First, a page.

Recognition of donor antigens by recipient T cells (allorecognition) initiates the adaptive immune response leading to transplant rejection. It is clear that ideal transplant tolerance protocols should rely on manipulating allorecognition rather than suppressing an ongoing anti-donor immune response. Therefore, elucidation of the mechanisms underlying T cell allorecognition is essential in designing tolerance strategies in transplantation. Our preliminary studies show that, immediately after skin and heart transplantation (day 1), donor-derived vesicles carrying allo-MHC molecules (exosomes) traffic from the graft to the recipient lymphoid organs. Subsequently, recipient cells take up these vesicles and present donor MHC on their surface, a phenomenon called MHC cross-dressing. Our project is to 1) study the cells and molecules involved in this process and 2) investigate the contribution of this phenomenon to T cell allorecognition, alloresponse and allograft rejection. To test this, we propose the following specific aims:
Aim 1. To characterize the antigens and cells involved in cross-dressing after transplantation.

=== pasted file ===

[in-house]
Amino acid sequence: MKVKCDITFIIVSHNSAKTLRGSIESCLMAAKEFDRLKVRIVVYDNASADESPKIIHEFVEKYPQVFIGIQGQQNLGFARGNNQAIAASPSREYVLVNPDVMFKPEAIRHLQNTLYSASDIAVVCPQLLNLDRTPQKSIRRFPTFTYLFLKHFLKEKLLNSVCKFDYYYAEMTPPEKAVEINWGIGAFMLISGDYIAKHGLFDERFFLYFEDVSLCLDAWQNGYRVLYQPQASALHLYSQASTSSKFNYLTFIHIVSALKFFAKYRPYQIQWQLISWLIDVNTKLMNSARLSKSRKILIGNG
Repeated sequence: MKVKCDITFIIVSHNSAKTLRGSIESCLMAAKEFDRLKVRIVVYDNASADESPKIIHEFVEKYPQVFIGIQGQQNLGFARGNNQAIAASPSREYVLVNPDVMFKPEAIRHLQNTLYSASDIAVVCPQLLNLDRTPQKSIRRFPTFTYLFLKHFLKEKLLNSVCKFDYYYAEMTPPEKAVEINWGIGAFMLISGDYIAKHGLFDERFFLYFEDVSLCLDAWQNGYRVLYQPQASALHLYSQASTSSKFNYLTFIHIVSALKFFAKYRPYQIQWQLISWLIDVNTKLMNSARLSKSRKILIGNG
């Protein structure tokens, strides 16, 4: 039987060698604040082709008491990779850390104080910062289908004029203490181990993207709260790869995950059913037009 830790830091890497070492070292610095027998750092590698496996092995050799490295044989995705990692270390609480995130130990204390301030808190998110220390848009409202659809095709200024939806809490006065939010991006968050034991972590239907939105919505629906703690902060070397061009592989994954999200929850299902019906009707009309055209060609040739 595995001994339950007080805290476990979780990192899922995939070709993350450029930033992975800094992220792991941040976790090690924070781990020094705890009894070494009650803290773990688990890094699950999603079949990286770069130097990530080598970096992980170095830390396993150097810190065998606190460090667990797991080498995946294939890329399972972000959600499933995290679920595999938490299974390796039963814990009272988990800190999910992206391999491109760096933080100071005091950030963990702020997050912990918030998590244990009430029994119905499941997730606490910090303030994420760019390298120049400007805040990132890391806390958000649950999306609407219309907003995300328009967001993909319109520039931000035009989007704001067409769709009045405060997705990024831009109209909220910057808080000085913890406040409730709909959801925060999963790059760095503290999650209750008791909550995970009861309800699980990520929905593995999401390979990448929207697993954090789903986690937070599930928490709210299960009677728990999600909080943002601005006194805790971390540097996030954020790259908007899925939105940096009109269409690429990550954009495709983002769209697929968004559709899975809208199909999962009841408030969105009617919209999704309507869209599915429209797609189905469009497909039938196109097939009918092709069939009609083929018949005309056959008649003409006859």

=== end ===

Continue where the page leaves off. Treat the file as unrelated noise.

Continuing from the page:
Aim 2. To test the contribution of exosomes and cross-dressing to alloimmunity and allograft rejection Our project will make use of innovative approaches combining Cre-Lox genetically engineered mouse models, inhibitors of exosome production and flow imaging technologies to investigate the role of donor APCs versus exosome trafficking and MHC cross-dressing in donor antigen presentation, T cell activation and rejection of skin and heart transplants. We anticipate that our proposal will bring new insights into the mechanisms underlying the initiation of alloimmunity and transplant rejection. This knowledge will help design new tolerance protocols in transplantation and potentially autoimmune and other immunological disorders.

Public Health Relevance

We have discovered a new mechanism called MHC cross-dressing by which skin and heart trigger an immune response after transplantation. Our project is to determine the contribution of this phenomenon to the rejection of these transplants and design methods to block this response thus prolonging graft survival.

Agency
National Institute of Health (NIH)
Institute
National Institute of Allergy and Infectious Diseases (NIAID)
Type
Exploratory/Developmental Grants (R21)
Project #
1R21AI124096-01
Application #
9090279
Study Section
Transplantation, Tolerance, and Tumor Immunology (TTT)
Program Officer
Rice, Jeffrey S
Project Start
2016-01-15
Project End
2017-12-31
Budget Start
2016-01-15
Budget End
2016-12-31
Support Year
1
Fiscal Year
2016
Total Cost
$252,950
Indirect Cost
$102,950
Name
Massachusetts General Hospital
Department
Type
DUNS #
073130411
City
Boston
State
MA
Country
United States
Zip Code
02114
Marino, Jose; Babiker-Mohamed, Mohamed H; Crosby-Bertorini, Patrick et al. (2016) Donor exosomes rather than passenger leukocytes initiate alloreactive T cell responses after transplantation. Sci Immunol 1: